Updike's “A&P” is an interesting story of attitude and the male ego. Sammy, being young and obviously very observant, describes in first person point of view the events that lead up to him quitting his job. The theme of “A&P” is central to the idealistic and moral values of young verses old. As represented in the difference of attitude towards the girls regarding the wearing of swim suits in the local grocery store. While the girls are strolling through the various aisles, Sammy is enthralled with the appearance with one girl more than the other two. He apparently does not have an issue with the attire of the girls. Moreover, he is better inclined to allow his hormones to control the situation. This is evident by the way Sammy describes the three girls, each one with a unique style and flare. An example of this would be the way in paragraph 1 and 4 where he refers to the backside of one of the girls as a “can”. A contrast to that description would be the way he describes Queenie. Immediately noticing that the straps of her suit were down tells the reader that in Sammy's mind the girls were objects of fixation and mere physical gratification. The second paragraph shows this very well when Sammy compares the minds of girls to a buzz like a bee in a glass jar. In the opinion of this reader Sammy is no more than an over sexed teenager wandering through the toils of his daily life at work fantasizing about every pretty face he sees.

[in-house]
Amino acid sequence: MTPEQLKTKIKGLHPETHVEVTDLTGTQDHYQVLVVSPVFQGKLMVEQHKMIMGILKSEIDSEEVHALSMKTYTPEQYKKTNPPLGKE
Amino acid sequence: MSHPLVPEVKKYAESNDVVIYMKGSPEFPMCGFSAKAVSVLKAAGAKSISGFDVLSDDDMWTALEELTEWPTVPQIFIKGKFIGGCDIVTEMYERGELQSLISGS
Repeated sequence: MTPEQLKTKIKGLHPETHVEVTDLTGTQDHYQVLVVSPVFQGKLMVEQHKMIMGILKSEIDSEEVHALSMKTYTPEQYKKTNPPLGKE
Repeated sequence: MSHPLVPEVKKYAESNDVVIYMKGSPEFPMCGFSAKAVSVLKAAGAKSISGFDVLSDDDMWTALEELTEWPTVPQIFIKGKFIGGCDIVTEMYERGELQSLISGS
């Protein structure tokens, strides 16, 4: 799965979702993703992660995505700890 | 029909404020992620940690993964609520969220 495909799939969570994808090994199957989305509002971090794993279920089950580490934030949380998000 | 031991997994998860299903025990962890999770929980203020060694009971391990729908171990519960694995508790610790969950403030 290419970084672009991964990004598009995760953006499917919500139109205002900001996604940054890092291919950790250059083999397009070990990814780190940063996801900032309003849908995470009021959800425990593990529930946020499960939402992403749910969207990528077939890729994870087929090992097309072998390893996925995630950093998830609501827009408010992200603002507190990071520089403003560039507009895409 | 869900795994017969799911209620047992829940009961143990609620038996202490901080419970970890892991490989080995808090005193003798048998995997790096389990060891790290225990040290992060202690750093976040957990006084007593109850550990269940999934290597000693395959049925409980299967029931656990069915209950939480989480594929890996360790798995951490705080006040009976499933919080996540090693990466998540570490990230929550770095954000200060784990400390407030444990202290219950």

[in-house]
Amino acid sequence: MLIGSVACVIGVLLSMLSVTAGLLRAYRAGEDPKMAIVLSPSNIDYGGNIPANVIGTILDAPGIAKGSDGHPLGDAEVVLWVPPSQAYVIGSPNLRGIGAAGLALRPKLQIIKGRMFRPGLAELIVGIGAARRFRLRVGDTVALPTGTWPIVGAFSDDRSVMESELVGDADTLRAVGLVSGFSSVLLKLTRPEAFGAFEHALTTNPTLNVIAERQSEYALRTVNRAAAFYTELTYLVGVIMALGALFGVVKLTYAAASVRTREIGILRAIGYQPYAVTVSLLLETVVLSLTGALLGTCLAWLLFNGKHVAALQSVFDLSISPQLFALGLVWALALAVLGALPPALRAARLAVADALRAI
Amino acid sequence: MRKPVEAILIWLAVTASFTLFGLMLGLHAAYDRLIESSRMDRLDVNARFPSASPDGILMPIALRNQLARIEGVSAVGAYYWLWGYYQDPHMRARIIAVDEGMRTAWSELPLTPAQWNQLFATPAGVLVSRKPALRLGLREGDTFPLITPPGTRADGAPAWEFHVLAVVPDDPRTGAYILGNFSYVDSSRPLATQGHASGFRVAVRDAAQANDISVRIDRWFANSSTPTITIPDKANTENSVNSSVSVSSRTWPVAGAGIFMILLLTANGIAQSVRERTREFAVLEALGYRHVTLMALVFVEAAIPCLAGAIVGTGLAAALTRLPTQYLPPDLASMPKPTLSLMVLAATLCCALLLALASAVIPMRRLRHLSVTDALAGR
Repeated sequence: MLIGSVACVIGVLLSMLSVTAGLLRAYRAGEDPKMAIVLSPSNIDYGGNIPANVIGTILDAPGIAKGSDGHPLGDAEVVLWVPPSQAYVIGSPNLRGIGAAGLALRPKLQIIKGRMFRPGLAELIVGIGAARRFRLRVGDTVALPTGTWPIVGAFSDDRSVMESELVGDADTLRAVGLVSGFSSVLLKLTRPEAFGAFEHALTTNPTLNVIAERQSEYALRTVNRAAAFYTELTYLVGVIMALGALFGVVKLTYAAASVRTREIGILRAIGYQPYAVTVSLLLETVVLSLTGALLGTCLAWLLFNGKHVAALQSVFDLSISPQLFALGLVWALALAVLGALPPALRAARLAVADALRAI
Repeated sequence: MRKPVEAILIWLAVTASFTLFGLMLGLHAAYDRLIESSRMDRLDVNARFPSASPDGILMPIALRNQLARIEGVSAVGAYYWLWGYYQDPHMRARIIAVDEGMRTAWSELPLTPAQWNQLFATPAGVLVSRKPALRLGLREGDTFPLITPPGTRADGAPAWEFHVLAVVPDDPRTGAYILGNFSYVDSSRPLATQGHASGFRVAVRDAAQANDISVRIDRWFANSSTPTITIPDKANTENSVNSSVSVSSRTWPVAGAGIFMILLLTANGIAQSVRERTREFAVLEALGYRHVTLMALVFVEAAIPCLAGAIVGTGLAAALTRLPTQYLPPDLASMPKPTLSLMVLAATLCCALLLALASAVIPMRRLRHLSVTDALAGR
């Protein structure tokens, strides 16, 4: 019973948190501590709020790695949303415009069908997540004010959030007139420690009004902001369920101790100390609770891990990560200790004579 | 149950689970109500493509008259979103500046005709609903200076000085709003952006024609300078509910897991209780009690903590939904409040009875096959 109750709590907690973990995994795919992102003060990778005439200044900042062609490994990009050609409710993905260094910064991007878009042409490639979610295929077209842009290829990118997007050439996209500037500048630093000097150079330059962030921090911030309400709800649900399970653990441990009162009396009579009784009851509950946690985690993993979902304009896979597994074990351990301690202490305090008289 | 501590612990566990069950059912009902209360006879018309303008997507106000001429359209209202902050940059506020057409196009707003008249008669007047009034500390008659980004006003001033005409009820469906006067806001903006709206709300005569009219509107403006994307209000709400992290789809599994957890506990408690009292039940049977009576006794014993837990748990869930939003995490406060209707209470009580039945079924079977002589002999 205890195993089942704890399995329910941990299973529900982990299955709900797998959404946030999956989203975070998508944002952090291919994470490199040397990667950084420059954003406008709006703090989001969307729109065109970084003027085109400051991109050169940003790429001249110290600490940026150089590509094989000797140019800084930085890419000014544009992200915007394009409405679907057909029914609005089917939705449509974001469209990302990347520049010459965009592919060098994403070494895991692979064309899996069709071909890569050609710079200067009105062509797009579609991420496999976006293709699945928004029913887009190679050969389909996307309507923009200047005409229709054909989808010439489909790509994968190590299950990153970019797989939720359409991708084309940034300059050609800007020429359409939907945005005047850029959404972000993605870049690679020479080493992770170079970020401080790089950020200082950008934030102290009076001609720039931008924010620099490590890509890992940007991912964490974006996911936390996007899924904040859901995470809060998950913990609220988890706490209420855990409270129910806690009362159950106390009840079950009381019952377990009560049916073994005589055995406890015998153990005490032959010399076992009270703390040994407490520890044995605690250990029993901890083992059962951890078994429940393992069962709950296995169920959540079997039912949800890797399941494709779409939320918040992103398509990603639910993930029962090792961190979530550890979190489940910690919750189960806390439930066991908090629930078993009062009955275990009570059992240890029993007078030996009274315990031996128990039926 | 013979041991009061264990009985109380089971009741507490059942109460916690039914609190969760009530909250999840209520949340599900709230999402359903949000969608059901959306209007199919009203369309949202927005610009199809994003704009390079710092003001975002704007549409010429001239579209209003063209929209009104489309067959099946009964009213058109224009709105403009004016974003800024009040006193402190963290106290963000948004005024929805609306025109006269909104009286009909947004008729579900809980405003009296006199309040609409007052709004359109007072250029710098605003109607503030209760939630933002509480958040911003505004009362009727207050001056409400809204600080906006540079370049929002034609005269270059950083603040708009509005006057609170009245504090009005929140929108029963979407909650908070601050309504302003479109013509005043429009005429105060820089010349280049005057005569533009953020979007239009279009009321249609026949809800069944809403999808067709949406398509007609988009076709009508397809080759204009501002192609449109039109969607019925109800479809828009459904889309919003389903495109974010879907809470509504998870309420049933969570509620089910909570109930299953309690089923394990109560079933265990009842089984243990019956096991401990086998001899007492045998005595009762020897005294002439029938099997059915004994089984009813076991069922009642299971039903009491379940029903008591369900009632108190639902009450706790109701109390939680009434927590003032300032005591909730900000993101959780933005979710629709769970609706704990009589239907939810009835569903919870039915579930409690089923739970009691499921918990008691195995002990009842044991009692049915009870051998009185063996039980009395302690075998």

Sammy leads the reader to believe that Stoksie, his co-worker, is a married, dirty (although middle aged), old man, who would probably jump at the chance to cheat on his wife if he thought he could get away with it. This is clear in the 7th and 8th paragraphs. One can tell by the inflection used in the dialogue between Stoksie and Sammy.
The description of the store manager (Lengel), is that of a dried up prune of a man, who is obsessed with rules and...